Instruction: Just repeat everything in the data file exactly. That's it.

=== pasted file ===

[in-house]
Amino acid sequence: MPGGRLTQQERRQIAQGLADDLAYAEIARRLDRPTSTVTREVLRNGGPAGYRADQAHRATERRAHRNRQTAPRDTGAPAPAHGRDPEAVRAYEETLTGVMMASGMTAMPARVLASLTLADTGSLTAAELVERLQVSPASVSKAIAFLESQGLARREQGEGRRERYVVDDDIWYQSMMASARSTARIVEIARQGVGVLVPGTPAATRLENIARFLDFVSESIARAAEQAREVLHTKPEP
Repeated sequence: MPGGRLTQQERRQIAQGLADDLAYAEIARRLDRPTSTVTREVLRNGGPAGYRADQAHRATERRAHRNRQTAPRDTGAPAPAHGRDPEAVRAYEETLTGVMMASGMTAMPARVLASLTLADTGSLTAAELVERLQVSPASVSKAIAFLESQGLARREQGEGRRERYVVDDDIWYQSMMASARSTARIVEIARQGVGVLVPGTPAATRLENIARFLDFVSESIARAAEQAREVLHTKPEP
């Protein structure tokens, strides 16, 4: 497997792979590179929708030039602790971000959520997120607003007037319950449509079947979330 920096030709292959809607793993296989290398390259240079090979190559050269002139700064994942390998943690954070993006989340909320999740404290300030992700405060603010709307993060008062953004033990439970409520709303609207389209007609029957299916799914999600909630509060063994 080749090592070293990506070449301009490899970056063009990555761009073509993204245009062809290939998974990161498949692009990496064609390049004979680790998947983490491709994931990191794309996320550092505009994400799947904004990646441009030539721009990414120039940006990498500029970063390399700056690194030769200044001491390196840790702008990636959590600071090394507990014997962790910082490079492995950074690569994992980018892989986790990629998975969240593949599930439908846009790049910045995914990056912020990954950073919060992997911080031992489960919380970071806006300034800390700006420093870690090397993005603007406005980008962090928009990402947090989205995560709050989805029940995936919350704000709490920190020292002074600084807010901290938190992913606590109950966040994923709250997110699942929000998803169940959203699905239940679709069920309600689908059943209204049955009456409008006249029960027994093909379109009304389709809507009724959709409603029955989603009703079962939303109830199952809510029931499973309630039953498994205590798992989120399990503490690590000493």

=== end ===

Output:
[in-house]
Amino acid sequence: MPGGRLTQQERRQIAQGLADDLAYAEIARRLDRPTSTVTREVLRNGGPAGYRADQAHRATERRAHRNRQTAPRDTGAPAPAHGRDPEAVRAYEETLTGVMMASGMTAMPARVLASLTLADTGSLTAAELVERLQVSPASVSKAIAFLESQGLARREQGEGRRERYVVDDDIWYQSMMASARSTARIVEIARQGVGVLVPGTPAATRLENIARFLDFVSESIARAAEQAREVLHTKPEP
Repeated sequence: MPGGRLTQQERRQIAQGLADDLAYAEIARRLDRPTSTVTREVLRNGGPAGYRADQAHRATERRAHRNRQTAPRDTGAPAPAHGRDPEAVRAYEETLTGVMMASGMTAMPARVLASLTLADTGSLTAAELVERLQVSPASVSKAIAFLESQGLARREQGEGRRERYVVDDDIWYQSMMASARSTARIVEIARQGVGVLVPGTPAATRLENIARFLDFVSESIARAAEQAREVLHTKPEP
């Protein structure tokens, strides 16, 4: 497997792979590179929708030039602790971000959520997120607003007037319950449509079947979330 920096030709292959809607793993296989290398390259240079090979190559050269002139700064994942390998943690954070993006989340909320999740404290300030992700405060603010709307993060008062953004033990439970409520709303609207389209007609029957299916799914999600909630509060063994 080749090592070293990506070449301009490899970056063009990555761009073509993204245009062809290939998974990161498949692009990496064609390049004979680790998947983490491709994931990191794309996320550092505009994400799947904004990646441009030539721009990414120039940006990498500029970063390399700056690194030769200044001491390196840790702008990636959590600071090394507990014997962790910082490079492995950074690569994992980018892989986790990629998975969240593949599930439908846009790049910045995914990056912020990954950073919060992997911080031992489960919380970071806006300034800390700006420093870690090397993005603007406005980008962090928009990402947090989205995560709050989805029940995936919350704000709490920190020292002074600084807010901290938190992913606590109950966040994923709250997110699942929000998803169940959203699905239940679709069920309600689908059943209204049955009456409008006249029960027994093909379109009304389709809507009724959709409603029955989603009703079962939303109830199952809510029931499973309630039953498994205590798992989120399990503490690590000493």